Aaron McGruder's last season of The Boondocks is firing on all pistons--it seems that Brother McGruder is indeed leaving it all on the dance floor as the old expression goes. As I alluded to in a previous post, The Boondock's pulling aside the veil and reveling in the Black Superpublic is all sorts of awesomeness.
Tonight's episode--Stinkmeaner 3: The Hateocracy--is rich with these moments--as well as with some fun Easter eggs for those folk whom are part of the cultural narrative that is ghetto nerdness.
Here are a few of the bits of goodness (both obvious and subtle) that I picked up on as Grandpa and family faced off against The Hateocracy:
1. The introduction of The Hateocracy was a wink to such revenge/crime noir movies as No Country for Old Men; Fargo; and A History of Violence.
2. Pretty obvious: The Hateocracy was comprised of Fred G. Sanford, Aunt Esther, and J.J. Walker of Good Times fame. Perhaps McGruder has been reading Donald Bogle's classic book Toms, Coons, Mulattoes, Mammies, and Bucks?
3. The opening dream is a restaging of 28 Weeks Later.
4. A second Fargo reference--the secretary at Huey and Riley's school sounds suspiciously like Marge Olmstead-Gunderson, the pregnant Sheriff played by Frances McDormand in that Coen brothers classic.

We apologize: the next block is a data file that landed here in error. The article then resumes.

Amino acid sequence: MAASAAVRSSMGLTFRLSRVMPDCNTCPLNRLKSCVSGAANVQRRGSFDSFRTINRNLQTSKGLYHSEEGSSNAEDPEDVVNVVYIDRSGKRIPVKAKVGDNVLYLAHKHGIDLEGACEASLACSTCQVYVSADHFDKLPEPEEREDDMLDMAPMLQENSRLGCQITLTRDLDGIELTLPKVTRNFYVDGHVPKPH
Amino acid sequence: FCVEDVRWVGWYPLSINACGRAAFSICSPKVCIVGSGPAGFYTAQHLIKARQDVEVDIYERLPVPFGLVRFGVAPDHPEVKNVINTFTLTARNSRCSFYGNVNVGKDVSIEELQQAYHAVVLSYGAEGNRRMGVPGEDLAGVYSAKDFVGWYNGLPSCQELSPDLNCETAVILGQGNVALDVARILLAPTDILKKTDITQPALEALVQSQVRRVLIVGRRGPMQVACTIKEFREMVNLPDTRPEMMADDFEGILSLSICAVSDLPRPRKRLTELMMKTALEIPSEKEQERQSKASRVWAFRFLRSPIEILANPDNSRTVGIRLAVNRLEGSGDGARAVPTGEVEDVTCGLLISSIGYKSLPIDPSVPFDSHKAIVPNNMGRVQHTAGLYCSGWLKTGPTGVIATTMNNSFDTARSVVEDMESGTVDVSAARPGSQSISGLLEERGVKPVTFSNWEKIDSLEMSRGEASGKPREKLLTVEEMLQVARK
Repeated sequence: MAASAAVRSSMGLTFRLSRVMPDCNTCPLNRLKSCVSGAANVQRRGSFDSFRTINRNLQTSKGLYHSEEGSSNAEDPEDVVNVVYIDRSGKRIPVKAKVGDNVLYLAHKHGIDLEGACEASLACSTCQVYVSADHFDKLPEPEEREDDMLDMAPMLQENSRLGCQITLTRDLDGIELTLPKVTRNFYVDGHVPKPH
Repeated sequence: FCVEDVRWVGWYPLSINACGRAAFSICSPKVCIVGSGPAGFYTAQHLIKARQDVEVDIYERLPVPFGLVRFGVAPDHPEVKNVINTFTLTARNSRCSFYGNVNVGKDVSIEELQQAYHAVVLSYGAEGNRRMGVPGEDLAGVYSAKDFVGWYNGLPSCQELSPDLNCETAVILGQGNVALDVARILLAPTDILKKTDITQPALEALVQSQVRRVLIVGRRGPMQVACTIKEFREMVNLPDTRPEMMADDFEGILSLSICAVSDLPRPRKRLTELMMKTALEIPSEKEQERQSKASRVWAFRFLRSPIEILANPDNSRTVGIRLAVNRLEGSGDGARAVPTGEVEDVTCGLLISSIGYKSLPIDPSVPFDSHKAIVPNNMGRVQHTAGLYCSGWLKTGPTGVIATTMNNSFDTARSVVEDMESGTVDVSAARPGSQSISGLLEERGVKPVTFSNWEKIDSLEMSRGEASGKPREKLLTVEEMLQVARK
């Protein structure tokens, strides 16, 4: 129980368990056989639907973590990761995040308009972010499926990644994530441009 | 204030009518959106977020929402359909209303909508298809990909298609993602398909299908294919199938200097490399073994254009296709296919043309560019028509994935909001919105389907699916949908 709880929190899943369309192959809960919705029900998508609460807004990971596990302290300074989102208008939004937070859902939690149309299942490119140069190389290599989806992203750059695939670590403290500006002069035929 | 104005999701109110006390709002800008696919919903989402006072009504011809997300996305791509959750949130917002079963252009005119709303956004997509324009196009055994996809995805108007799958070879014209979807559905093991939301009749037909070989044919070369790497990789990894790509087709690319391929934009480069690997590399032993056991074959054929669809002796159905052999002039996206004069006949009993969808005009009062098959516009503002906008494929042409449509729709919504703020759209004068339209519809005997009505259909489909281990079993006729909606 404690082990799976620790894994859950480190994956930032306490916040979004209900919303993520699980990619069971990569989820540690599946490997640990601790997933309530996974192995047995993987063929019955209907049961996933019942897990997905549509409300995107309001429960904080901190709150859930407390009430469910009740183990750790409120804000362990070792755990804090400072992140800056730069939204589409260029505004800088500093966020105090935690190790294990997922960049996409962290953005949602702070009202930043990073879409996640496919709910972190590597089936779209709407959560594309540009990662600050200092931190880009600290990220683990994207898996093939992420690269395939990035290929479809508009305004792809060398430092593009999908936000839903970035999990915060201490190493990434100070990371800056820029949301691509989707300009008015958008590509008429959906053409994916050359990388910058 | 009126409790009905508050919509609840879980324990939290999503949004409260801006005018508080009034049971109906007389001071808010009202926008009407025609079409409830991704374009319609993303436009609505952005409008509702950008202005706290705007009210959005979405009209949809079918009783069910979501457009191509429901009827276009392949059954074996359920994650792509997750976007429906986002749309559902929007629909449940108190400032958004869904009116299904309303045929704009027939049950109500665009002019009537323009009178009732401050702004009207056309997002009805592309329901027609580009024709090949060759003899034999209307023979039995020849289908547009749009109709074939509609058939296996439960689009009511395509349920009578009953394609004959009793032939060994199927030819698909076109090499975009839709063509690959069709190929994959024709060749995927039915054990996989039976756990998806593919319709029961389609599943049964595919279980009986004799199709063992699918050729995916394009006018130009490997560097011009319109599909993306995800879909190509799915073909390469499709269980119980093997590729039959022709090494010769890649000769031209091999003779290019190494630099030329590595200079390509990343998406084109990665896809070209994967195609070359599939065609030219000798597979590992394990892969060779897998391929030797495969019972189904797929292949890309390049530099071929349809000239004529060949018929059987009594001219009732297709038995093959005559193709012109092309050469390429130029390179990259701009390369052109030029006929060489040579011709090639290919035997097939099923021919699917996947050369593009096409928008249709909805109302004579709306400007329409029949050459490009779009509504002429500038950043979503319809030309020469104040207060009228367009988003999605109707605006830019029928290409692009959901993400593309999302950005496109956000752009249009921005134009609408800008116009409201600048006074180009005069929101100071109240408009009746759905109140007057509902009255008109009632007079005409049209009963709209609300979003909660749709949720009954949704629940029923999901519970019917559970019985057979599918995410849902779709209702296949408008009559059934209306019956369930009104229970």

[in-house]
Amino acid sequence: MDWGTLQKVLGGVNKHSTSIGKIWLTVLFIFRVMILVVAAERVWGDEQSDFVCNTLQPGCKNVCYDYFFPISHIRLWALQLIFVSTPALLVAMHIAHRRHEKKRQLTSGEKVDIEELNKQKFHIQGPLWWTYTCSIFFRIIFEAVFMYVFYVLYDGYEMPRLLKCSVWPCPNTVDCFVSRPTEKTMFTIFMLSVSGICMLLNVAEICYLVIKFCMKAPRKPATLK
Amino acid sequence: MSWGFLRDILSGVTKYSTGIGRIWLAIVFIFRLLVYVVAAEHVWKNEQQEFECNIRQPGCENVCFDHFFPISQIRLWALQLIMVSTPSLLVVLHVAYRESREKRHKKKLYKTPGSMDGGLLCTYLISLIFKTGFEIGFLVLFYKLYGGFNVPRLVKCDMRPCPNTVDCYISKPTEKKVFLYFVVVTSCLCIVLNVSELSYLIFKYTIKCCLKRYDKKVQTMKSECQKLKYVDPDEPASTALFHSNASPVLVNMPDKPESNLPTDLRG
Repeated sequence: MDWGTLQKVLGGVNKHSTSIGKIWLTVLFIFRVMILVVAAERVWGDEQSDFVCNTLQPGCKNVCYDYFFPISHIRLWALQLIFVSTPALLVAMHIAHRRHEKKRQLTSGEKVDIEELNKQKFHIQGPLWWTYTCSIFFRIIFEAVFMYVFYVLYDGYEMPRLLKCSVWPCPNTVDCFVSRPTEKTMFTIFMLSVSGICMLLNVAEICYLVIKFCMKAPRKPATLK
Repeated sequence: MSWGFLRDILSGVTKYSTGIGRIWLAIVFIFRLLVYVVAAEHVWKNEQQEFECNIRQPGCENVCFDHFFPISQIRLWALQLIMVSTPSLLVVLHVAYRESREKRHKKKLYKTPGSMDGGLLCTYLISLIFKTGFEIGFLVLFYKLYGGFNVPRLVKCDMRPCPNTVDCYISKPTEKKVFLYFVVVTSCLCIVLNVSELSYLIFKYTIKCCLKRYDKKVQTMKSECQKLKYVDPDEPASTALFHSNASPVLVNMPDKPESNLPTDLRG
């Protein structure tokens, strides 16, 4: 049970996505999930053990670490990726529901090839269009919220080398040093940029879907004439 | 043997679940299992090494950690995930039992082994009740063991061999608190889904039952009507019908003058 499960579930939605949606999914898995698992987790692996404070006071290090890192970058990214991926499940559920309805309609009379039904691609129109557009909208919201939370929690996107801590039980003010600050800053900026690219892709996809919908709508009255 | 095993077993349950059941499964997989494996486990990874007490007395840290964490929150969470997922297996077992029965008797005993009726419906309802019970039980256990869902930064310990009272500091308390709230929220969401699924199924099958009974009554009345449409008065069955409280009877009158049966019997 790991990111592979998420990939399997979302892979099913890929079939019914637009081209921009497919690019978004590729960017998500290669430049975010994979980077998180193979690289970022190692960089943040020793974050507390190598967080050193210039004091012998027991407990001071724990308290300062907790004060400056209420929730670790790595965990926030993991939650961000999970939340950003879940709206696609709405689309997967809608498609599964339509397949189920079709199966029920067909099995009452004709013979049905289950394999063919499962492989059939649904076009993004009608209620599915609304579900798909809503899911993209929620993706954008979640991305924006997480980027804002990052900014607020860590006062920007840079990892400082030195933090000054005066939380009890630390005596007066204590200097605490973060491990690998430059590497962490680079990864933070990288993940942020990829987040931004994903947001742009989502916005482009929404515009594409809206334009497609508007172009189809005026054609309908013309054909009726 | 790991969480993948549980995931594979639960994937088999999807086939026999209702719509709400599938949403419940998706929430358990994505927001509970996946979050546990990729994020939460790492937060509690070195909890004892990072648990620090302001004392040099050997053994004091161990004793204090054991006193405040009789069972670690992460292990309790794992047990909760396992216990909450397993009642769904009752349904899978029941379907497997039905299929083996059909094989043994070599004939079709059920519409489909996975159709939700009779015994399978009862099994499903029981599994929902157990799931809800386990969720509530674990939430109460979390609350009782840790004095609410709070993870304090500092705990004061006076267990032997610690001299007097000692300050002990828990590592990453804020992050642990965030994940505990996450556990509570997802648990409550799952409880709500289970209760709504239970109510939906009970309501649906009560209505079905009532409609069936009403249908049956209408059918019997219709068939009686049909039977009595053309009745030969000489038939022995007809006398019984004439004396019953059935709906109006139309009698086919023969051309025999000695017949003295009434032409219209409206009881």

5. In another synthetic/improvisational moment that is simultaneously a reference to Kill Bill, as well as the iconic Master of the Flying Guillotine, the weapon used by Fred Sanford's doppelganger is the same as that of the titular villain in the latter film.
6. Pretty obvious: Grand Master Bushido Brown is one part Jim Kelly and one part Bruce Lee in Enter the Dragon.
7. Here is an Easter egg I could not fully identify. Was the musical cue playing during Riley and Huey's fight with The Hateocracy from The Kid with the Golden Arm? Or was it an acknowledgment of 5 Chinese Superninjas? One-Armed Boxer? Or 5 Fingers of Death? One, all, or neither? Help me out.
8. In what is perhaps the smartest hidden gem in Stinkmeaner 3: The Hateocracy, McGruder's detailing of "nigga moments" and "nigga synthesis" is a pretty clear restatement of Robert Putnam's detailing of bridging and bonding social capital in his seminal book Bowling Alone.
9. The concluding dialogue between The Freemans and The Hateocracy is the finest comment on the soft, liberal, "we are all victims," sociological explanations for crime among the ign't, ghetto underclasses I have seen in many a years: Some folks just belong in jail...no elaborate explanations necessary. As one of my colleagues once said, "if the prison industrial complex was real, we would all be in jail." Brilliant and pithy.
10. Crabs in a barrel and Black folks. Priceless...and so very true.
What other Easter eggs did I miss? What should be added to the list?
By the way, next week's episode on the trials and triumphs of the one and only Latarian Milton is going to be amazing.